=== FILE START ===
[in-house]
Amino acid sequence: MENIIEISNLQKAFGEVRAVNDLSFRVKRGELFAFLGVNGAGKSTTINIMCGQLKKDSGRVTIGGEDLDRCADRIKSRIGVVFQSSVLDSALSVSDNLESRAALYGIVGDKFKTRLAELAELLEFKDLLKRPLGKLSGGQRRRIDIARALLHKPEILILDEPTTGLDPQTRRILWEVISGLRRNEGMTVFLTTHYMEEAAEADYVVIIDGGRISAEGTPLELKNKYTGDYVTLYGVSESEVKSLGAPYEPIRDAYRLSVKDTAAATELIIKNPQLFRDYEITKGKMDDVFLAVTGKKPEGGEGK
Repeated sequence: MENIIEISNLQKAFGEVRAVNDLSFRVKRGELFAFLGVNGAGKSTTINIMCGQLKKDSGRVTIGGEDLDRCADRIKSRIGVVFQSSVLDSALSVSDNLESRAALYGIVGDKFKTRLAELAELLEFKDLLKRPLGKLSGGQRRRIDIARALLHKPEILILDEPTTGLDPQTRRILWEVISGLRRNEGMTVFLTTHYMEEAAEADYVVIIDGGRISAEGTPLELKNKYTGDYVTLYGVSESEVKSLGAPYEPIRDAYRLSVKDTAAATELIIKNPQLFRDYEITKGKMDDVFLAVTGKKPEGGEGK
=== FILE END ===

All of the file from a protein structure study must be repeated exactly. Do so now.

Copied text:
[in-house]
Amino acid sequence: MENIIEISNLQKAFGEVRAVNDLSFRVKRGELFAFLGVNGAGKSTTINIMCGQLKKDSGRVTIGGEDLDRCADRIKSRIGVVFQSSVLDSALSVSDNLESRAALYGIVGDKFKTRLAELAELLEFKDLLKRPLGKLSGGQRRRIDIARALLHKPEILILDEPTTGLDPQTRRILWEVISGLRRNEGMTVFLTTHYMEEAAEADYVVIIDGGRISAEGTPLELKNKYTGDYVTLYGVSESEVKSLGAPYEPIRDAYRLSVKDTAAATELIIKNPQLFRDYEITKGKMDDVFLAVTGKKPEGGEGK
Repeated sequence: MENIIEISNLQKAFGEVRAVNDLSFRVKRGELFAFLGVNGAGKSTTINIMCGQLKKDSGRVTIGGEDLDRCADRIKSRIGVVFQSSVLDSALSVSDNLESRAALYGIVGDKFKTRLAELAELLEFKDLLKRPLGKLSGGQRRRIDIARALLHKPEILILDEPTTGLDPQTRRILWEVISGLRRNEGMTVFLTTHYMEEAAEADYVVIIDGGRISAEGTPLELKNKYTGDYVTLYGVSESEVKSLGAPYEPIRDAYRLSVKDTAAATELIIKNPQLFRDYEITKGKMDDVFLAVTGKKPEGGEGK